There are funny and moving adventure stories, and every chapter includes 'What Can I Do to Help?', with practical suggestions for children and their families.
Edie's Experiments 2: How to Be the Best by Charlotte Barkla, illustrated by Sandy Flett. Penguin Random House Australia.
I'm Edie and I'm obsessed with science.
So I was sure that Annie B and I would win the Eco Fair competition.
Then Dean Starlight arrived and started sabotaging our project.
Now the competition has become an epic science battle of robotic spider attacks, exploding foam and sneaky spying.
Dean thinks he's the best scientist of Class 5Z, but we'll show him…
The Carbon-Neutral Adventures of the Indefatigable EnviroTeens by First Dog on the Moon. Allen & Unwin.
Meet our superheroes:
- Binky, aka The Monotreme!
- Worried Norman, once bitten by a radioactive croissant and now Pastry Person!
- Letitia, an occasionally bossy science-wombat and genius inventor!
Together, they are the EnviroTeens and they are about to get very, very angry. Singleuse Plastic Brendan may have an evil plan to destroy all the world's turtles with his dastardly tur-tele-pooter but, believe it or not, there is something even more sinister than an angry plastic bag on a garbage island in the middle of the ocean ... Climate change! Oh no! The EnviroTeens will do anything to stop this impending disaster: scale slippery volcanoes, scurry through forests full of poisonous armpit monsters, even meet Senator Ian, the Climate Denialist Potato. But can three teenagers and a chicken save the whole world? Why not, nobody else is! Maybe they are in with a chance? I can't look, it's too exciting!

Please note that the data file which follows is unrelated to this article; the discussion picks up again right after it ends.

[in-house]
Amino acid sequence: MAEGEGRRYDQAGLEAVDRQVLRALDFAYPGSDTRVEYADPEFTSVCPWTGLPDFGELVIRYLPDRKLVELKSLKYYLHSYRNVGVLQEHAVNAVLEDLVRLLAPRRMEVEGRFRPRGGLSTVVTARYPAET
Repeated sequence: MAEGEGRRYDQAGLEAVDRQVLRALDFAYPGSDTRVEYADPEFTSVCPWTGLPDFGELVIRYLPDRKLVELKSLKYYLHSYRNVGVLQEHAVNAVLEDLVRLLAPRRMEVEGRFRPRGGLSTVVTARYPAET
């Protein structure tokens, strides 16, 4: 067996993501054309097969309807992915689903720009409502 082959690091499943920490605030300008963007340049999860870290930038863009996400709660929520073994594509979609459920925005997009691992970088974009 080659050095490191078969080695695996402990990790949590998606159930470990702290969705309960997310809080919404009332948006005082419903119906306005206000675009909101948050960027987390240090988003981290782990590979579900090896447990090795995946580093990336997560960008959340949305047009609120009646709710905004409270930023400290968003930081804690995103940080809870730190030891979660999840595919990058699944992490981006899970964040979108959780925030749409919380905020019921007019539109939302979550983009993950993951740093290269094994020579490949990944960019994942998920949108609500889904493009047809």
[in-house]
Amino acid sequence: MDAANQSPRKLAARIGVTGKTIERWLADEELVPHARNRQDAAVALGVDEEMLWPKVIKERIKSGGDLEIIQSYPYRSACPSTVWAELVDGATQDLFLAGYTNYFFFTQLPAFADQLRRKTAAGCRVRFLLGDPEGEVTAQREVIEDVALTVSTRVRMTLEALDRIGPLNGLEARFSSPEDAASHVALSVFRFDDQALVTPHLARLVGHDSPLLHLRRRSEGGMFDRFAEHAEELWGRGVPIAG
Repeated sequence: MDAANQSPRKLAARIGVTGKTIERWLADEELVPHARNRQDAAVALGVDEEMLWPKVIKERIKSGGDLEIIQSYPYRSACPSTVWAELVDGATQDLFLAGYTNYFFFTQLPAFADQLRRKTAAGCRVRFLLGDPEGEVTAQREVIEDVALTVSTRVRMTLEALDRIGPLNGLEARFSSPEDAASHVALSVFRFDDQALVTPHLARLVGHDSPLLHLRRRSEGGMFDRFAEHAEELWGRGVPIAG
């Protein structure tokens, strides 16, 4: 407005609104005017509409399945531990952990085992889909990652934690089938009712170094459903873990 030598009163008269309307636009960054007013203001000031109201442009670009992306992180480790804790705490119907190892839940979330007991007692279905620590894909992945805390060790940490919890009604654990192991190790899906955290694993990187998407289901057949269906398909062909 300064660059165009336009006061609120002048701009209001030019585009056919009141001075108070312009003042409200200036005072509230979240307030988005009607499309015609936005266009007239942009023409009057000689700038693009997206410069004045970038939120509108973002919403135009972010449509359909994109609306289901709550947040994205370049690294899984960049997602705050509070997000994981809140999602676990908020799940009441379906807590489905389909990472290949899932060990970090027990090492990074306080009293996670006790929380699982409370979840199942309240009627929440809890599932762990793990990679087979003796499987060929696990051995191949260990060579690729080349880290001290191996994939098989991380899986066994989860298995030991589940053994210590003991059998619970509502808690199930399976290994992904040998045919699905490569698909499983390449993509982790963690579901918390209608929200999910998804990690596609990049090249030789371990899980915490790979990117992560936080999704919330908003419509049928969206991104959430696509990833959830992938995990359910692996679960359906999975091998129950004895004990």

The Power of Positive Pranking by Nat Amoore. Penguin Random House Australia.
Green Peas is our name and pranking’s our game!
A symphony of alarm clocks at assembly? Yep, that was us. A stampede of fluffy guinea pigs? It’s next on our agenda.
But for me, Cookie and Zeke, it’s about more than just fun. We’re determined to make a difference. And when the adults won’t listen, us kids will find a way to be heard–as long as we can stay out of detention!
No activist is too small, no prank too big... and things are about to get personal.
Weirdo #15: Planet Weird by Anh Do, illustrated by Jules Faber. Scholastic Australia.
HAPPY BIRTHDAY TO MEEEEE!
Not only is it PLANET DAY,
it’s also Weir Do’s BIRTHDAY!
And his party’s going to be so HUGE
you’ll see it from space!
It won’t be easy . . . but it will be FUNNY!
If you want to purchase any of the books pop in to independent booksellers Harry Hartog or head to their website; 10% of sales will go to support the work of the Wilderness Society.
Meet the judges
Gavin Aung Than
Gavin Aung Than is a New York Times bestselling cartoonist and creator of Zen Pencils, a cartoon blog which adapts inspirational quotes into comic stories, and is currently working on the middle grade graphic novel series Super Sidekicks, published by Penguin Random House Australia.
After working in the corporate graphic design industry for 8 years he quit his unfulfilling job and sold his house to follow his true passion: drawing comics. His current project Super Sidekicks is a fun-filled action adventure middle grade series that pays homage to the superhero comics Gavin loved as a kid. Books 1-3 in the series are now available in Australia and New Zealand.
Gavin’s book Super Sidekicks 2: Ocean's Revenge won the Environment Award for Children’s Literature in 2020 in the fiction category.